1950s >> 1954 >> no-604-december-1954

Reflections on the Dock Strike

With Capitalism the class war is never calm for very long. We started this year with an article on the Railway Workers strike and here we are at the end of it reflecting on yet another outbreak of industrial strife.

Now that things have quietened down a bit and Dockland is back at work, let us soberly take a look at a few of the facts which present themselves.

We are always being told by politicians and Press that the Capitalist class are the “Captains of Industry,” or “The backbone of the Nation,” without whom none of us could survive for long.

A strike such as the October dock strike shows in no uncertain way who the useful people of society really are. When Lord Do-nothing and Lady Do-less, our employers, are yachting on the Mediterranean or roughing it in Monte Carlo their absence goes unnoticed but when the dock- workers walk out on strike, chaos reigns.

Of course “now” is never the time to strike according to the Capitalist Press and they can always find plenty of excuses why pay claims are unfair or a strike to improve conditions is “crazy.” However, they always remain silent on the embarrassing question that if the working class who produce ALL the wealth are not entitled to it, how is the Capitalist Class which produces NOTHING, entitled to any?

One fact is obvious, the strike is the only real weapon the workers have on the industrial field, and while they remain a class of wage slaves the right to withhold the sale of their labour power when the conditions for its sale are repressive must remain.

Compulsory overtime is a repressive condition.

The persuasive powers of the Capitalist Press will always try to divide the rest of the workers against the strikers; this is an old game, but there are signs of workers getting wise to it. The strength of the workers when on strike lies in their solidarity and, looking to the time when they really wake up and organise politically with us for Socialism, a solid, world-wide, Socialist working class would hold every trump in the pack.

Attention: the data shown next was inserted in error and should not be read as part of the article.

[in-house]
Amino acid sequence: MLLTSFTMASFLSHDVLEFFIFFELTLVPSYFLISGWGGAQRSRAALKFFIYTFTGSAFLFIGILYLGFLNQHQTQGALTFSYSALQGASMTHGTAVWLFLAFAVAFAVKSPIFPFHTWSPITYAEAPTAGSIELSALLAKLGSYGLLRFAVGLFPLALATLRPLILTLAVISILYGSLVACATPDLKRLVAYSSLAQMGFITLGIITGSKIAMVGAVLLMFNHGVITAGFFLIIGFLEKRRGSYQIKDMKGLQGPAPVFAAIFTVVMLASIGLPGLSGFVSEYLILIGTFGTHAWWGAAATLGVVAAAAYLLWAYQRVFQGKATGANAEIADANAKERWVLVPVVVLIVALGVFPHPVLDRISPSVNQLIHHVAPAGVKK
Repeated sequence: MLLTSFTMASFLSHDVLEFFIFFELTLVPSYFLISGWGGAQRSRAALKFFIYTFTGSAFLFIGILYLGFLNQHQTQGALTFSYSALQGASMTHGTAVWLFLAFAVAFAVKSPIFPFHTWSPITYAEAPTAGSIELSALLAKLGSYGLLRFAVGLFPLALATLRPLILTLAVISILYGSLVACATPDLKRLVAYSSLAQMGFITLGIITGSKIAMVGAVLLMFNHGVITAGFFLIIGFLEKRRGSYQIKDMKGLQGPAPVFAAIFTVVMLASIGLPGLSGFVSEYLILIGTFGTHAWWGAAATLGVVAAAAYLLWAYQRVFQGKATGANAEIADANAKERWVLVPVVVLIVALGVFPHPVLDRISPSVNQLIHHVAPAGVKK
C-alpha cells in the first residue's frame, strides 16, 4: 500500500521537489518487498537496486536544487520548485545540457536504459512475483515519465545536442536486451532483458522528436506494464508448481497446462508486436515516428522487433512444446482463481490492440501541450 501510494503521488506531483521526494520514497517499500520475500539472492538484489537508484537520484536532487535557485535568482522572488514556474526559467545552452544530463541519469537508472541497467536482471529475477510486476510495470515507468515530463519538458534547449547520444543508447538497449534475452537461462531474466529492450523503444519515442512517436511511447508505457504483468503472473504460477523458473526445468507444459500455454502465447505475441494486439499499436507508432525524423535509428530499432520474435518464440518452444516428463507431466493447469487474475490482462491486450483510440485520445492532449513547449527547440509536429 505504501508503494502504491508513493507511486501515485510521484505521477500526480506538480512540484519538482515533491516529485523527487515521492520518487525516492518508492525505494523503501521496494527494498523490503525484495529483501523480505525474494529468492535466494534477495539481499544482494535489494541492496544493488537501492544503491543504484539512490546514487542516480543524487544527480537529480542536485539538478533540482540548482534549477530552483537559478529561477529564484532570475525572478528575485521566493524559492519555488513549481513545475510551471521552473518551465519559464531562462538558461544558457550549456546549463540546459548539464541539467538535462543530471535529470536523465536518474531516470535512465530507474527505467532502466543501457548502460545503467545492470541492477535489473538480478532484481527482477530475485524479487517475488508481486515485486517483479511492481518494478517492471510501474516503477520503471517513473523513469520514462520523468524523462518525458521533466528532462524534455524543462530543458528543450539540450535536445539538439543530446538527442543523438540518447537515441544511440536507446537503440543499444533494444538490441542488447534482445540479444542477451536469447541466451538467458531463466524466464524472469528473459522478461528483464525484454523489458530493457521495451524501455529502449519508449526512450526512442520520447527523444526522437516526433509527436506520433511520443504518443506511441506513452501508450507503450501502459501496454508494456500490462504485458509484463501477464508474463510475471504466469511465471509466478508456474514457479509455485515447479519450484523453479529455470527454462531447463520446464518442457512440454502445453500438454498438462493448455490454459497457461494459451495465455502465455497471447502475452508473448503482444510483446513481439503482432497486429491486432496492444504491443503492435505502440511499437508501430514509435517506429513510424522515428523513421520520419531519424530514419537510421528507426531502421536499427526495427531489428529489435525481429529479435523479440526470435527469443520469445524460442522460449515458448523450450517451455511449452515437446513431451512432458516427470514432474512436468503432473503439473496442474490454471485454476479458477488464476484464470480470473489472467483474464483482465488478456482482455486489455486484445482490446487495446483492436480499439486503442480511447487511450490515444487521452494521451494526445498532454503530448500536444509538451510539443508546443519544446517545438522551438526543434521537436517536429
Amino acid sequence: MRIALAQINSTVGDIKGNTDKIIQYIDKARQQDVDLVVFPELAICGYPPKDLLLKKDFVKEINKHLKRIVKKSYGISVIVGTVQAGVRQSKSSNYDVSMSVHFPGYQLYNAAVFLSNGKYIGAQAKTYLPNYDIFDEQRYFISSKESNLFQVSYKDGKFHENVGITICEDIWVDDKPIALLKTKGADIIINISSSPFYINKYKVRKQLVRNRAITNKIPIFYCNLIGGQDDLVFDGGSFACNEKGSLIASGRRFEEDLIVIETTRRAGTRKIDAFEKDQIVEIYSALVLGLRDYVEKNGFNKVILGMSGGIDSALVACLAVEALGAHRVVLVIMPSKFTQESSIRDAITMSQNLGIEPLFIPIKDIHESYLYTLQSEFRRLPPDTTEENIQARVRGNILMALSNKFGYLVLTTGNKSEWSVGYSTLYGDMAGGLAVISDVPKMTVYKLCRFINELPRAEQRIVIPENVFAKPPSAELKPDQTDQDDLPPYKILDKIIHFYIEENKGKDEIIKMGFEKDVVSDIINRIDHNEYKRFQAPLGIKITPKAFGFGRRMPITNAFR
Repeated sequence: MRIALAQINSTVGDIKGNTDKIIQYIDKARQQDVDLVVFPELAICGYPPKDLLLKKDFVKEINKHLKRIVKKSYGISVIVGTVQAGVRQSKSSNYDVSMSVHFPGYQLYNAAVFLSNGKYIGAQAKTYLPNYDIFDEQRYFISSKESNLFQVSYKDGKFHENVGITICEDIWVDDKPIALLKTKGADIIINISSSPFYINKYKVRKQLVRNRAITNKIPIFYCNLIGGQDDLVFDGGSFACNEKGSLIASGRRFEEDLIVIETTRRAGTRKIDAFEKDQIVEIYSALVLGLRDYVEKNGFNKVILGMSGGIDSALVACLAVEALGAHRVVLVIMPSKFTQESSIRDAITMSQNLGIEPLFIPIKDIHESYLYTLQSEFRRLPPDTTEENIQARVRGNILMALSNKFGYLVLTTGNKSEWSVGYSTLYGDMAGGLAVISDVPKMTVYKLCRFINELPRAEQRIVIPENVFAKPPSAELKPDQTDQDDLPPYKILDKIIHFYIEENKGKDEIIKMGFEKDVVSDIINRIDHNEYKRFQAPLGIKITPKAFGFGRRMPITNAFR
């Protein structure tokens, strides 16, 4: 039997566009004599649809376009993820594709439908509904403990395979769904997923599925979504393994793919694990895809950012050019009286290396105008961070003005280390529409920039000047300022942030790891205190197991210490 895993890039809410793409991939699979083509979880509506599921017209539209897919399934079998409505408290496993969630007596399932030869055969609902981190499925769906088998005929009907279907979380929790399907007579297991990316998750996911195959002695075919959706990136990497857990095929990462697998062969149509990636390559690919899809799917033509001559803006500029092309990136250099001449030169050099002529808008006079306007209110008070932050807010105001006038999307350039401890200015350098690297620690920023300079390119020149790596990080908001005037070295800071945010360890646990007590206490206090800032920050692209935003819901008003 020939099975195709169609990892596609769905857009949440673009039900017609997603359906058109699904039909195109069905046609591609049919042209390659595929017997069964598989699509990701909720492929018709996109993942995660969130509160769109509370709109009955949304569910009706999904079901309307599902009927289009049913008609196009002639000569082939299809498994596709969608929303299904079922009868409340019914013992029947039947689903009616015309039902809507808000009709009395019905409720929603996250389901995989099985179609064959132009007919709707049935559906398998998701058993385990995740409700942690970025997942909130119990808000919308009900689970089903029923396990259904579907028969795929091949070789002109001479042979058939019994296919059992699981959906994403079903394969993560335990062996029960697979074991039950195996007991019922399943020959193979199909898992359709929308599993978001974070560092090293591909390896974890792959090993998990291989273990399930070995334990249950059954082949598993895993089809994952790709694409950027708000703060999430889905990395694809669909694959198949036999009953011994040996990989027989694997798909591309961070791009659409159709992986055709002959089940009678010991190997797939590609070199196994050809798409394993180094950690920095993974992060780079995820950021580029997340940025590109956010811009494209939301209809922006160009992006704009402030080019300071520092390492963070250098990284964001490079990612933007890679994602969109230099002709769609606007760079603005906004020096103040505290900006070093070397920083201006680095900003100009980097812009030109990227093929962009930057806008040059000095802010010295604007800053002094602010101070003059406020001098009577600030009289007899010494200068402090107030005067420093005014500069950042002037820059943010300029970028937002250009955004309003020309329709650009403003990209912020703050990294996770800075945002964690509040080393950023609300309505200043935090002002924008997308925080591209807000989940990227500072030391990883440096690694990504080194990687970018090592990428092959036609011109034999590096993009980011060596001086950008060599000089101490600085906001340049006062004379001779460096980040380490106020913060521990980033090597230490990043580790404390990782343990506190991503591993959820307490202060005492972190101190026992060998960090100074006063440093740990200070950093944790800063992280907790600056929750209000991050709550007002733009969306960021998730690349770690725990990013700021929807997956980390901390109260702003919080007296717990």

According to The Observer for 31st October, 1954, “Some £6 to £7 million worth of imports and £5 to £6 million of exports were held up daily.”

This paper also tells us that industries ranging from toy making to motor cars and from dairy produce to rubber manufactures, in places as far flung as Australia, New Zealand and Malaya, have been hit. Although some workers are said to have had “overtime cuts,” in general the pain comes from the loss of profits and the dread that the employers may “never regain the business loss.”’

It is interesting to note that the troops were not used during this strike, due to the peculiar way the strike developed and it looked as though the dockers were going to return a week before they actually did. All the necessary preparations were made, orders had been sent out to various military headquarters but to avoid jeopardizing the chances of a settlement, the orders were not proceeded with.

No Government hesitates for long to use the armed forces. Tory, Liberal and Labour Governments have done so in the past. Any party running Capitalism has in the name of Capital to keep the system going. In this connection we might cast our minds back to the methods used to smash the strike in East Berlin; we then witnessed the spectacle of the Daily Worker upholding the brutality while the rest of the British Capitalist Press (for their own reasons) showed “sympathy” for the strikers. We find them all out in the end.

The Socialist Party of Great Britain has no hidden “motives,” our tongue is not in our cheek; any improvements or gains the workers can obtain under Capitalism they, as the sole producers, are more than entitled to.

However, in conclusion, let us make it clear where we stand. We maintain that the strikes and lockouts, the wars and hardships of Capitalism arise, directly out of the fact that the means of living are owned by the few, the many are therefore a propertyless-class who must work for wages in order to live. The antagonism between employers and workers will know no end while the wealth of the one is derived from the exploitation of the other.

THE VERY EXISTENCE OF WAGES AT ALL shows the economic enslavement of the working class to be a fact.

All the dairy produce of New Zealand, the car factories of Australia, the rubber plantations of Malaya, together with the rest of the land, mills, mines, factories and means of transport constitute what belongs to the Capitalist class and through our work keeps them wealthy and us poor. Only when these things are held in common by all mankind, when the wages system is abolished and things produced solely for use instead of profit, will the need to strike be gone for ever.

Harry Baldwin